There ARE authoritarians on both sides of this debate but I never chose to be double jabbed because Nicola told me to do it. I listened to the professionals, who, funnily enough, did not proclaim a political leaning of any sort.

    I hate to see anyone play politics with this serious issue. It isn’t left vs right or Yes vs No. It’s grown-up vs the “I’ve listened to what Snega fae Facebook said”.

    1. I didn’t suggest at all “that anti-vaxxers are largely Unionists against the jab” or that those lining up to get the jab are “all dressed like the Bay City Rollers” – i just described the phenomenon we are witnessing.

      1. SFTB says:

        I know what language is mine and I know a non-denial when I see one.

        1. Iain MacLean says:

          Unionists in the shape of Ross and his shadow ministers take a different stance to the policies and initiatives the Scottish Government implements on Covid.

          Where the Scottish Government err on the side of caution, the tory opposition undermines whilst proposing fast and loose policies that would see the virus surge with greater negative impacts! The tories constantly under play the seriousness of the virus whilst agitating to open up everything, including night clubs!

          Scotland has 30% fewer casualties to that of England, this has not happened by accident and highlights that Ross and his merry band have learned nothing as the pandemic has progressed and merely oppose with little rational or purpose!

          Clearly, Johnson has not acted on data or scientific advice, do you believe his advisors said to him whist numbers were rocketing, it would be a great idea to open up night clubs?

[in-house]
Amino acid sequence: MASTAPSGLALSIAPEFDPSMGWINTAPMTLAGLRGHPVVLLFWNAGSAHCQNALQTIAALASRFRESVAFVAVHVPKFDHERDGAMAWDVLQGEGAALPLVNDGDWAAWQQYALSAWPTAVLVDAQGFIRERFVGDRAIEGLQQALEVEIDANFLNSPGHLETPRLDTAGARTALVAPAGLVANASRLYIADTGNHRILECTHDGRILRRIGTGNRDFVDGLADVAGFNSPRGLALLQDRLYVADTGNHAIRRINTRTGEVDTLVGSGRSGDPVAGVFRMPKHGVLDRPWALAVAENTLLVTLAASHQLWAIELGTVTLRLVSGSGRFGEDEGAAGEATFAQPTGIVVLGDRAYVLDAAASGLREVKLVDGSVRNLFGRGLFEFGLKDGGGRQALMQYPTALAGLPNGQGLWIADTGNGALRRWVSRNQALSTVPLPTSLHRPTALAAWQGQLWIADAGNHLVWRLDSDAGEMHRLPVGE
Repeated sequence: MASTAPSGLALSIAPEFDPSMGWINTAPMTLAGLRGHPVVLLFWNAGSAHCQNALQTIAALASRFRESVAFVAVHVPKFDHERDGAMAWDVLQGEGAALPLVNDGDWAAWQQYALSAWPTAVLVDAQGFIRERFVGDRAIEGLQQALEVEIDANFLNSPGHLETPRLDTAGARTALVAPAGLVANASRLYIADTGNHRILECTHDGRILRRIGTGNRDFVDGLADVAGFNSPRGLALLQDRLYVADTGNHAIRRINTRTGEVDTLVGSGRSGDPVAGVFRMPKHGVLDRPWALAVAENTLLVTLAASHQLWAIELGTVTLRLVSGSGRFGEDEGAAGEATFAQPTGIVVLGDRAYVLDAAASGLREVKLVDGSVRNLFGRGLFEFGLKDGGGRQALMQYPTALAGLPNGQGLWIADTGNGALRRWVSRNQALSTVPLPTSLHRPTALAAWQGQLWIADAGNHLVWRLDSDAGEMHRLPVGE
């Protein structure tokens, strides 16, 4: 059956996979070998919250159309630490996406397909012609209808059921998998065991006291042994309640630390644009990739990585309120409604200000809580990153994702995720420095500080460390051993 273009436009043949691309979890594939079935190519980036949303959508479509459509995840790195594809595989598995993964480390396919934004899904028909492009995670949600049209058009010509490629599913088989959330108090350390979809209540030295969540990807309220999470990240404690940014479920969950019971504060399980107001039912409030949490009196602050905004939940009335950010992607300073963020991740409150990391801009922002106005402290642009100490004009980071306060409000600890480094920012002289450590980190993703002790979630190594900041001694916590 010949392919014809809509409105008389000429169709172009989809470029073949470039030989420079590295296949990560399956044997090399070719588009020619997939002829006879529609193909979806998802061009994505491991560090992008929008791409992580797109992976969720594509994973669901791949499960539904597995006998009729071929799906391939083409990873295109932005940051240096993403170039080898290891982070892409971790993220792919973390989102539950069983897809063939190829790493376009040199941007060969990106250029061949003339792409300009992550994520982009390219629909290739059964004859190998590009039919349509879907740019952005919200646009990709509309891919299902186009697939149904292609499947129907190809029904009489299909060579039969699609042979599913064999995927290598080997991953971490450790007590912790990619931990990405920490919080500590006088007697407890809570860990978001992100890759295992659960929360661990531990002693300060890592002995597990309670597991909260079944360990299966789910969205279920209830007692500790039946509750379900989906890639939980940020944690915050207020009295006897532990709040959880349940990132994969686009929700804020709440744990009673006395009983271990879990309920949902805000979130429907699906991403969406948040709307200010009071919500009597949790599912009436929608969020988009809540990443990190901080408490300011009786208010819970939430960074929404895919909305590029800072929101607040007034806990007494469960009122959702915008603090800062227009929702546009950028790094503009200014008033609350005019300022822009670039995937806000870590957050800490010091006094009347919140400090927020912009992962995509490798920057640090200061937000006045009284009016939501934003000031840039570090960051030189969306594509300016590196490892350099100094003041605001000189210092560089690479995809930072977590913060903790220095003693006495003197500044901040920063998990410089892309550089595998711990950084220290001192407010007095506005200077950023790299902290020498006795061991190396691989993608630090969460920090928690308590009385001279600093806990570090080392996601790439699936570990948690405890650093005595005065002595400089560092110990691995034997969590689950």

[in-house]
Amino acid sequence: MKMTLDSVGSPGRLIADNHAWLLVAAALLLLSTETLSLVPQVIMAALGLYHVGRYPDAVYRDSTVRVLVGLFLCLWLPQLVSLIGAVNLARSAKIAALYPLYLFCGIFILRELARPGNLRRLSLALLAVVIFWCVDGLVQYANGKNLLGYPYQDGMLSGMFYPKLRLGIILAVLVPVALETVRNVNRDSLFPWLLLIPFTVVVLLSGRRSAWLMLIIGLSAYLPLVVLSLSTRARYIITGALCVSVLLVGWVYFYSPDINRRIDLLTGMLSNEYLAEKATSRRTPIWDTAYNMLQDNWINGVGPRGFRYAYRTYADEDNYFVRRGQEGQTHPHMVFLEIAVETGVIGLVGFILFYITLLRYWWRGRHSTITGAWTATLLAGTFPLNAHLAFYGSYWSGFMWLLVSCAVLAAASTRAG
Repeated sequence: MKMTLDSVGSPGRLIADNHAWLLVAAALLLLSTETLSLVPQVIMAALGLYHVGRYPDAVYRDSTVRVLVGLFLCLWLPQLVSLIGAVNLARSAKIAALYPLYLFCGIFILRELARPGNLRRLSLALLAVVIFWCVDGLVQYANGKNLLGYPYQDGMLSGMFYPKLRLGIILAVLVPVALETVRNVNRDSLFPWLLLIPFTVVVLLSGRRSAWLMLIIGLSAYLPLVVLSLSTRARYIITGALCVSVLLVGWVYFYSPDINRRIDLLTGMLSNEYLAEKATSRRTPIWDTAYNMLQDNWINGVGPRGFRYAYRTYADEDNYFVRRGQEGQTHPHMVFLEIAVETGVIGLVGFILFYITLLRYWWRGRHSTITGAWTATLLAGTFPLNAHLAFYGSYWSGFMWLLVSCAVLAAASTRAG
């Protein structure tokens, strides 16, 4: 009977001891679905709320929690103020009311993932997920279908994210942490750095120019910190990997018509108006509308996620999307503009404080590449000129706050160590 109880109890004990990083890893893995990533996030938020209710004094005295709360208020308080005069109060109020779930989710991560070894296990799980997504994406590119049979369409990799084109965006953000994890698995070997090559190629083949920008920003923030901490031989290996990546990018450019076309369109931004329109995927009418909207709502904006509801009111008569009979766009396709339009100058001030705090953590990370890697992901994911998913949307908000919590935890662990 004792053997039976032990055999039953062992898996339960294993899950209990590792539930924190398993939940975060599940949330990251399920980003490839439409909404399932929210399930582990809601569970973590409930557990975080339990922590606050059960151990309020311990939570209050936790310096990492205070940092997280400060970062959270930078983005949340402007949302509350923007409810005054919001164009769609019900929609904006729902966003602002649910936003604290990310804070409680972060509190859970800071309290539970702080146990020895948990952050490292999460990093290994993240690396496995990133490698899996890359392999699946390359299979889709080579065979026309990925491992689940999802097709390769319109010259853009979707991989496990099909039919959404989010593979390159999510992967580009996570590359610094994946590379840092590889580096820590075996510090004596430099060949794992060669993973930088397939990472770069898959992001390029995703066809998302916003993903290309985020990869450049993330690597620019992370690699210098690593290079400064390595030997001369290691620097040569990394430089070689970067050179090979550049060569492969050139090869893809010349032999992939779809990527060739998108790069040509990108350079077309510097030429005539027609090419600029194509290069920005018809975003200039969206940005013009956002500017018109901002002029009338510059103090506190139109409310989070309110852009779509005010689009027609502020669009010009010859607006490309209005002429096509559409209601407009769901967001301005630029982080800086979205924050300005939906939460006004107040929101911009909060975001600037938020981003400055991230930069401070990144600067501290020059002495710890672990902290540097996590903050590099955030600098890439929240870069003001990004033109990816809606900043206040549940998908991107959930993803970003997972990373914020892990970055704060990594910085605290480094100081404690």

BTW, culture wars originated and have been launched by the tories, no else, directly copied from the Trump play book!

  6. DAVID SMART says:

    Belters together, Oliver and Melville. Sometimes you wonder if they honestly believe the words they spout. No doubt Oliver practices in front of a mirror just to get the intonation and emphasis spot on. It comes over as false.

  7. SleepingDog says:

    Apparently Bakunin recognized one (and perhaps only one) ultimate authority: the natural laws that we must obey. Human scientific and technological endeavour is imperfect, but we can consult experts and weigh their advice rationally.
    The distinction is perhaps in people who accept or reject Nature as the great scorekeeper, the objective grounds on which our actions have undeniable consequences. As for freedom, perhaps GB News should reflect on the unfree corners of the British Empire which are seldom seen on primetime British television. I watched the jarring contrast with the militaristic (troops marching with fixed bayonets) French Bastille Day celebrations in Tahiti with the jolly Polynesian Heiva festival that surrounds it, on episode one of Pacific with Sam Neill. A Tahitan MP related exactly the same kind of Project Fear worries instilled into Tahitans to discourage them from seeking independence.

  8. Mouse says:

    When someone asks why ‘libertarianism is so wide and wooly it allows anyone in’, they don’t understand libertariaism?

    1. James Mills says:

      So , let’s hear the Mouse version from one who clearly knows !

      1. Colin Robinson says:

        ‘Libertarian’ designates any one of myriad views that gravitate around the core principle of liberty or freedom from constraint. Its correlate is ‘authoritarian’, which designates any one of myriad views that gravitate around the core principle of submission to authority, be that authority a knowledge community, a leader, a party, the general will, the majority will, or whatever.

        Apart from their core principle, nothing unites either libertarianism or authoritarianism into anything like a ‘philosophy’ or movement. As a tendency, libertarians seek to maximise autonomy through individual choice and responsibility, voluntary association, and mutual cooperation, and to be sceptical of authority and other concentrations of power. For libertarians, the end of democracy is to limit and/or frustrate such concentrations of power, whereas, for authoritarians, where it serves any end at all, it’s to legitimise or mandate an authority and the exercise thereof.